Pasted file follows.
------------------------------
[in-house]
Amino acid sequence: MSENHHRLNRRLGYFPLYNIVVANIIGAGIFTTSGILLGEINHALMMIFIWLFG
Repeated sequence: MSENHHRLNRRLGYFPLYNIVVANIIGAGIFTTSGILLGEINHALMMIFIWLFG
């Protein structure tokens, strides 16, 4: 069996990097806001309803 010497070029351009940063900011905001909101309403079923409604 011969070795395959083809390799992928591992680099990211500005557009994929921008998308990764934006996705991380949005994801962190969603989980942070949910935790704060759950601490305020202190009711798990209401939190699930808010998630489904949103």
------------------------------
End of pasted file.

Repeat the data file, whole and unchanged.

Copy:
[in-house]
Amino acid sequence: MSENHHRLNRRLGYFPLYNIVVANIIGAGIFTTSGILLGEINHALMMIFIWLFG
Repeated sequence: MSENHHRLNRRLGYFPLYNIVVANIIGAGIFTTSGILLGEINHALMMIFIWLFG
């Protein structure tokens, strides 16, 4: 069996990097806001309803 010497070029351009940063900011905001909101309403079923409604 011969070795395959083809390799992928591992680099990211500005557009994929921008998308990764934006996705991380949005994801962190969603989980942070949910935790704060759950601490305020202190009711798990209401939190699930808010998630489904949103």